New Report on Senior Health Shows Rural Health Disparities Persist, Suicide Rates Are Up
- Report quantifies poorer health outcomes among seniors in rural areas
- Suicide rates are up 12 percent among seniors nationally since the 2014 edition
- Social isolation is associated with poor health status and higher mortality, research shows
- Utah is healthiest state for seniors; Louisiana has greatest opportunity for improvement
MINNETONKA, Minn. (May 17, 2018) – A new report benchmarking the health of seniors in America finds poorer health outcomes for rural senior citizens compared with their urban and suburban peers and increased national suicide rates. An analysis within the report also highlights the risk of social isolation and its association with poor health for seniors.
The 2018 United Health Foundation’s America’s Health Rankings® Senior Report provides the latest check-up on the health and well-being of the nation’s seniors. Using 34 measures of senior health, the report highlights successes and challenges this population faces on a national and state-by-state basis.
Key findings across states show that rural seniors are:
- more likely to be physically inactive (34.3 percent compared to 30.4 percent in suburban and 30.1 percent in urban areas); and
- more likely to report a fall (32.4 percent compared to 28.5 percent in suburban areas and 29.5 percent in urban areas); and
- 7 percent less likely to report receiving a flu vaccination than urban seniors (57.2 percent vs. 61.4 percent, respectively); and
- less likely to receive health screenings compared with both suburban and urban seniors (66.4 percent vs. 74.3 percent and 75.3 percent, respectively).
Another key finding of the report is the national suicide rate among seniors has increased 12 percent since the 2014 edition of the Senior Report. Wyoming, New Mexico and Utah have seen the largest increases. There is variability among states, with the rate 3.9 times higher in Nevada than in Massachusetts (32.3 deaths per 100,000 vs. 8.3 deaths per 100,000).
The report also features a new analysis that measures and identifies locations where seniors are most at risk for social isolation. It builds on the AARP Foundation’s Isolation Framework Project and supporting literature. Social isolation risk among seniors is highest in Mississippi and Louisiana, and is lowest in Utah and New Hampshire. Contributing factors include divorce, separation and widowhood, never having married, poverty, disability, difficulty living independently, and living alone.
While the Senior Report highlights many pressing challenges, it also reveals several national improvements. Key findings include:
- food insecurity decreased 7 percent in the past year;
- oral health among seniors improved, with dental visits among seniors significantly increasing and teeth extractions declining since 2016; and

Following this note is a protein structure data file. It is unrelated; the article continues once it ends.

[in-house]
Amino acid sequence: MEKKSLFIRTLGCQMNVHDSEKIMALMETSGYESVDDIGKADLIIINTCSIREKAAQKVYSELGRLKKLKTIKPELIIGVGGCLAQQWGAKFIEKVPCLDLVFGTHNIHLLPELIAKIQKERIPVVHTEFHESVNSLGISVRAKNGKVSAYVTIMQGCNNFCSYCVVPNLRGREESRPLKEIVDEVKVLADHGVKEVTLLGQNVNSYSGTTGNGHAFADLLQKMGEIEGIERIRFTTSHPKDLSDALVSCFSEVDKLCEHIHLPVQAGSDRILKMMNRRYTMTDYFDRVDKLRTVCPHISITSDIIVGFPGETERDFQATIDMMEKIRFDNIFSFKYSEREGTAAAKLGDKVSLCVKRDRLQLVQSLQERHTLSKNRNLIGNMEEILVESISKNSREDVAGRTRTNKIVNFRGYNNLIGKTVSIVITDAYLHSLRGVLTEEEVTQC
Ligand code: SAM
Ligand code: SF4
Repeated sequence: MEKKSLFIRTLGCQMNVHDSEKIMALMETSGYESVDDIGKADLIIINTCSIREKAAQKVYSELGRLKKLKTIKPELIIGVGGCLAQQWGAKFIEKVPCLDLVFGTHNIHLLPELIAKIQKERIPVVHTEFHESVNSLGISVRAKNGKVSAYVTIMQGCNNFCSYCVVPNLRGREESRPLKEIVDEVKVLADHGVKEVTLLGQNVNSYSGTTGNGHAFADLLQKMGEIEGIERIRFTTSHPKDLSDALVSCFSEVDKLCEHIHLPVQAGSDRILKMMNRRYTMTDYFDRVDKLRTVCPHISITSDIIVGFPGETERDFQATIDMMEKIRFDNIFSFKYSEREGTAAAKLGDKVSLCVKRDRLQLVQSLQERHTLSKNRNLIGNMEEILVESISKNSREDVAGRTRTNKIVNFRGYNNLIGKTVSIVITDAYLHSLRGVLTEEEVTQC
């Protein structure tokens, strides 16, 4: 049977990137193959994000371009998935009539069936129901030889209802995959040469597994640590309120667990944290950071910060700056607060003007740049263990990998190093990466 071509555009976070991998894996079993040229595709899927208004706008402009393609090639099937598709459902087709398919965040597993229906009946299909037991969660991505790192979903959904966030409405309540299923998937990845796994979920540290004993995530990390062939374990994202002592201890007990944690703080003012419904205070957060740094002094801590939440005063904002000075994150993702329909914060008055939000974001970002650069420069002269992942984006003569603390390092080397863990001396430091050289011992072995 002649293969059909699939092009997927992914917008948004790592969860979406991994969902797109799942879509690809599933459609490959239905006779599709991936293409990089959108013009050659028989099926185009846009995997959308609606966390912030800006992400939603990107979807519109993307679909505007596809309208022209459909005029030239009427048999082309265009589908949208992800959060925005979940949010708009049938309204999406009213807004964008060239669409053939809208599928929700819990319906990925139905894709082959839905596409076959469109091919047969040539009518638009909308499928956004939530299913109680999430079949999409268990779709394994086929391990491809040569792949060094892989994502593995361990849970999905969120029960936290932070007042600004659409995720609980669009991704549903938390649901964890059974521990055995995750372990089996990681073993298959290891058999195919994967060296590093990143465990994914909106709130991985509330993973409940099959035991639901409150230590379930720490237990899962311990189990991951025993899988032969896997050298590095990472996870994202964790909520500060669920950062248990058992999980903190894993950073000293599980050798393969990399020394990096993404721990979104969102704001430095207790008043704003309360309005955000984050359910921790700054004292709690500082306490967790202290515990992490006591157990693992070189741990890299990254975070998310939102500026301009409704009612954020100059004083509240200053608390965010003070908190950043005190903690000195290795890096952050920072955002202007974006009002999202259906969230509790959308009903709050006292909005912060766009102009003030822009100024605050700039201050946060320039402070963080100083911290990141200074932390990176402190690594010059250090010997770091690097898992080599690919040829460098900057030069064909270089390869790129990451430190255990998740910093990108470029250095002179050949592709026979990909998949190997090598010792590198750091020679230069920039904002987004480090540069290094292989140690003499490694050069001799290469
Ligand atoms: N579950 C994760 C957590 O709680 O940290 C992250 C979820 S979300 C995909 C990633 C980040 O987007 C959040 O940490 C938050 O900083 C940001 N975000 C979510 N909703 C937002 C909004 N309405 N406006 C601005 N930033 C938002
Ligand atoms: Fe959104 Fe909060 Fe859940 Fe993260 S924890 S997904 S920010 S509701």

- the number of home health care workers increased 20 percent since 2013 (per 1,000 adults age 75 and older).
Each year, America’s Health Rankings determines the healthiest states for seniors:
- Utah (No. 1), followed by Hawaii (No. 2), New Hampshire (No. 3), Minnesota (No. 4) and Colorado (No. 5). All these states ranked in the top five in 2017.
- Louisiana has the most challenges at No. 50, followed by Mississippi (No. 49), Kentucky (No. 48), Arkansas (No. 47) and Oklahoma (No. 46).
“It is our goal with this report to help seniors, family caregivers and advocates better understand the specific health concerns in their own communities so we can all work together to address them,” said Rhonda Randall, D.O., senior adviser to the United Health Foundation and chief medical officer and executive vice president, UnitedHealthcare Retiree Solutions. “By examining the differences in health between seniors living in rural areas and those living in urban and suburban areas, for example, we believe we can empower communities to help seniors access the resources and services they need to live happier, healthier lives.”
About America’s Health Rankings America's Health Rankings Senior Report, in its sixth annual edition, offers a comprehensive analysis of senior population health on a national and state-by-state basis across 34 measures of senior health. In commissioning the report, the United Health Foundation seeks to promote discussion around the health of older Americans while driving communities, governments, stakeholders and individuals to take action to improve senior health.
About United Health Foundation Through collaboration with community partners, grants and outreach efforts, the United Health Foundation works to improve our health system, build a diverse and dynamic health workforce and enhance the well-being of local communities. The United Health Foundation was established by UnitedHealth Group (NYSE: UNH) in 1999 as a not-for-profit, private foundation dedicated to improving health and health care. To date, the United Health Foundation has committed nearly $358 million to programs and communities around the world. We invite you to learn more at www.unitedhealthgroup.com/SocialResponsibility.
Media Contact: Jenifer McCormick United Health Foundation 952-936-1917 Jenifer_mccormick@uhg.com